Wednesday, 6 June 2012


Coming back from the Toastmasters Conference in Poznan - Poland - we had a stopover in Leipzig

A lovely medieval city in Germany where my favorite baroque composer – Johann Sebastian Bach, is buried. 

St. Thomas Church (Thomaskirche) was the place where he was choir director from 1723 until his death in 1750. And even now, the choir of the Thomaskirche, the famous Thomanerchor, founded in 1212, is one of the oldest and most famous boys' choirs in Germany.

I always find visiting churches a fascinating experience. The devotion and, in many cases, obsession of mankind with trying to reproduce God’s image and to reach Him through their art and music, can many times be overwhelming. However, none of those expressions can diminish the faith and artistic value of their actions.

Music, I believe, is the closest and purest communication with God -- and all invisible forces/energies -- that mankind has ever achieved, and Bach’s music is a perfect example of this.

Ever since an early age — I started playing piano when I was 6 — I felt connected with something when playing, or listening to, any piece by Bach. There is always a dialogue in his music — called counterpoint: the relationship between voices that are harmonically interdependent — which, on the piano, can be clearly felt with each hand.

Sometimes these dialogues are harmonious, other times they are not, but in most cases, despite all dissonances, the dialogues always finish in an agreement, in harmony, as if an inner and deeper peace is found.

I was absorbed by my thoughts listening to the Bach music that was playing in my mind, trying to imagine what it would have been like to be there, with him playing in that very church I was walking around at that moment; feeling the powerful energy emanating from the church (I believe all churches have a different energy), finding peace and enjoying the moment.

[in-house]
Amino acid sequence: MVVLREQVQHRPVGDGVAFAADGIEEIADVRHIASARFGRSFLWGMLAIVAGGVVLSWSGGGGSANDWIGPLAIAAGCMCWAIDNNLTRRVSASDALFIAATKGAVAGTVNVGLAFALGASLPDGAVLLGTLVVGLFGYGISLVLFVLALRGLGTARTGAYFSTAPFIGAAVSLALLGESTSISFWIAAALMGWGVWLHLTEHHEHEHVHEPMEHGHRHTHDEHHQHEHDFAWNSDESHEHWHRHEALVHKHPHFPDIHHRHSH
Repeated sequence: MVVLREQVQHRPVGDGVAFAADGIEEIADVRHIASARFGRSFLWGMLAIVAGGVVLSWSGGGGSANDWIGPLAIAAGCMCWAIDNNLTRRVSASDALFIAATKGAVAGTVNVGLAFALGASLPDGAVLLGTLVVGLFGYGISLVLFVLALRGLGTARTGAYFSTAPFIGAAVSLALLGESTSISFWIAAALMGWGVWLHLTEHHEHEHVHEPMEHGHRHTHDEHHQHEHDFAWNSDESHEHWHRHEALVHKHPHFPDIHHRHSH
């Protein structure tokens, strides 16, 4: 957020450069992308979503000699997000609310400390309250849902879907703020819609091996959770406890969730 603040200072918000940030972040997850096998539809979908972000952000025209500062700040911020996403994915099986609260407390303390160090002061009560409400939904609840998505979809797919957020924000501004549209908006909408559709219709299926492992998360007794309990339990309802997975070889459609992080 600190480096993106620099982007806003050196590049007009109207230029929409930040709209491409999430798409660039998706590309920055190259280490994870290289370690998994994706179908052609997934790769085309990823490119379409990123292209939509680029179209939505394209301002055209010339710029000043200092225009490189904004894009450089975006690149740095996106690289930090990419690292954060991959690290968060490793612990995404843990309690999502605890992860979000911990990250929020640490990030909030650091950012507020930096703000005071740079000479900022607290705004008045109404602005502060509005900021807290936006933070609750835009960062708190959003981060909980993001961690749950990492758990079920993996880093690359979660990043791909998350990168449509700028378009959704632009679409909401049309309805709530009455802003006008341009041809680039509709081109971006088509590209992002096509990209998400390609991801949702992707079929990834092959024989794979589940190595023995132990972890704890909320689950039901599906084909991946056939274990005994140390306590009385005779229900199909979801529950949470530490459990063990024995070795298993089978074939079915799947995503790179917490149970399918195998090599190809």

My emotions were already flowing through my body when I reached Bach’s tomb at the centre of the church’s altar. I thanked God, the Universe, for occasionally sending to this planet people who leave such a strong and beautiful legacy, as Bach did.

I was looking down at the tomb and thanking Bach for everything he left to us, when I saw a small note in a corner, almost hidden by the flowers people had left there. I couldn’t resist reading it:

“Barcelona 2012,

Gracias Maestro por ayudarme con tu música en uno de los momentos más difíciles de mi vida.

Ana X X X”

Ana, whoever you are, I have to confess that somehow I could feel your pain and… I couldn't control my tears...
This piece of music is for you.



  1. Nice tour de force. Obrigada, amiga.

  2. De nada Ana. Fico feliz que você tenha gostado. :-)